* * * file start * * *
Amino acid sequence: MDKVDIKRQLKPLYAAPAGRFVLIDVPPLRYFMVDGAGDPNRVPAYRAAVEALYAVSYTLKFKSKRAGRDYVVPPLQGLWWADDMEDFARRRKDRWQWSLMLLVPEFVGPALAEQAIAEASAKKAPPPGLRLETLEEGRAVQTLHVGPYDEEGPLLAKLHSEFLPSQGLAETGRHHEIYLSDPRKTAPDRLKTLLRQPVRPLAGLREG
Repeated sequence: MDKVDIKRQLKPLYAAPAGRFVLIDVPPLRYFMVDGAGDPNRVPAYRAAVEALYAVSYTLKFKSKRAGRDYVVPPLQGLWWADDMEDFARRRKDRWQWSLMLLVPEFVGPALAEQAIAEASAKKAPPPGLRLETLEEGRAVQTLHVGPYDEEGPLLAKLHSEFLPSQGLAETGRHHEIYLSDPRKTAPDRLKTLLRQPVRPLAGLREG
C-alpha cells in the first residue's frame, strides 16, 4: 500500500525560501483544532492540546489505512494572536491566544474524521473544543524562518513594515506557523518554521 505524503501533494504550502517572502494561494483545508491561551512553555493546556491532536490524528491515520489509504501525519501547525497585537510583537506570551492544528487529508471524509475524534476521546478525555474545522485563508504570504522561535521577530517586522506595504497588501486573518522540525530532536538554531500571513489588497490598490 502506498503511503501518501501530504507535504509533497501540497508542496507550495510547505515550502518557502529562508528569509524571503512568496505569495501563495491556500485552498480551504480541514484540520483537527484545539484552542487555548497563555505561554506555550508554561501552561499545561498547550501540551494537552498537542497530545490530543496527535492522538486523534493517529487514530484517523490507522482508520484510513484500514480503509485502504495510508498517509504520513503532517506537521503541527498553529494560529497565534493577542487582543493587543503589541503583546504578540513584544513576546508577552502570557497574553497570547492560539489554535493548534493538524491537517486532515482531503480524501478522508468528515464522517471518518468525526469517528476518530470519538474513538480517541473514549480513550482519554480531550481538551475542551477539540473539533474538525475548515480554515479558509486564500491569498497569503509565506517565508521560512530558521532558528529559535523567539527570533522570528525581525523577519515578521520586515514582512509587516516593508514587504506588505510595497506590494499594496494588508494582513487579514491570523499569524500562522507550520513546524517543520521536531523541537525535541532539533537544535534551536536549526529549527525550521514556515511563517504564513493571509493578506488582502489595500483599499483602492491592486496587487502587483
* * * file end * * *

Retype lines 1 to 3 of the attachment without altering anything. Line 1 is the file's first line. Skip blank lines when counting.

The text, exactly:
Amino acid sequence: MDKVDIKRQLKPLYAAPAGRFVLIDVPPLRYFMVDGAGDPNRVPAYRAAVEALYAVSYTLKFKSKRAGRDYVVPPLQGLWWADDMEDFARRRKDRWQWSLMLLVPEFVGPALAEQAIAEASAKKAPPPGLRLETLEEGRAVQTLHVGPYDEEGPLLAKLHSEFLPSQGLAETGRHHEIYLSDPRKTAPDRLKTLLRQPVRPLAGLREG
Repeated sequence: MDKVDIKRQLKPLYAAPAGRFVLIDVPPLRYFMVDGAGDPNRVPAYRAAVEALYAVSYTLKFKSKRAGRDYVVPPLQGLWWADDMEDFARRRKDRWQWSLMLLVPEFVGPALAEQAIAEASAKKAPPPGLRLETLEEGRAVQTLHVGPYDEEGPLLAKLHSEFLPSQGLAETGRHHEIYLSDPRKTAPDRLKTLLRQPVRPLAGLREG
C-alpha cells in the first residue's frame, strides 16, 4: 500500500525560501483544532492540546489505512494572536491566544474524521473544543524562518513594515506557523518554521 505524503501533494504550502517572502494561494483545508491561551512553555493546556491532536490524528491515520489509504501525519501547525497585537510583537506570551492544528487529508471524509475524534476521546478525555474545522485563508504570504522561535521577530517586522506595504497588501486573518522540525530532536538554531500571513489588497490598490 502506498503511503501518501501530504507535504509533497501540497508542496507550495510547505515550502518557502529562508528569509524571503512568496505569495501563495491556500485552498480551504480541514484540520483537527484545539484552542487555548497563555505561554506555550508554561501552561499545561498547550501540551494537552498537542497530545490530543496527535492522538486523534493517529487514530484517523490507522482508520484510513484500514480503509485502504495510508498517509504520513503532517506537521503541527498553529494560529497565534493577542487582543493587543503589541503583546504578540513584544513576546508577552502570557497574553497570547492560539489554535493548534493538524491537517486532515482531503480524501478522508468528515464522517471518518468525526469517528476518530470519538474513538480517541473514549480513550482519554480531550481538551475542551477539540473539533474538525475548515480554515479558509486564500491569498497569503509565506517565508521560512530558521532558528529559535523567539527570533522570528525581525523577519515578521520586515514582512509587516516593508514587504506588505510595497506590494499594496494588508494582513487579514491570523499569524500562522507550520513546524517543520521536531523541537525535541532539533537544535534551536536549526529549527525550521514556515511563517504564513493571509493578506488582502489595500483599499483602492491592486496587487502587483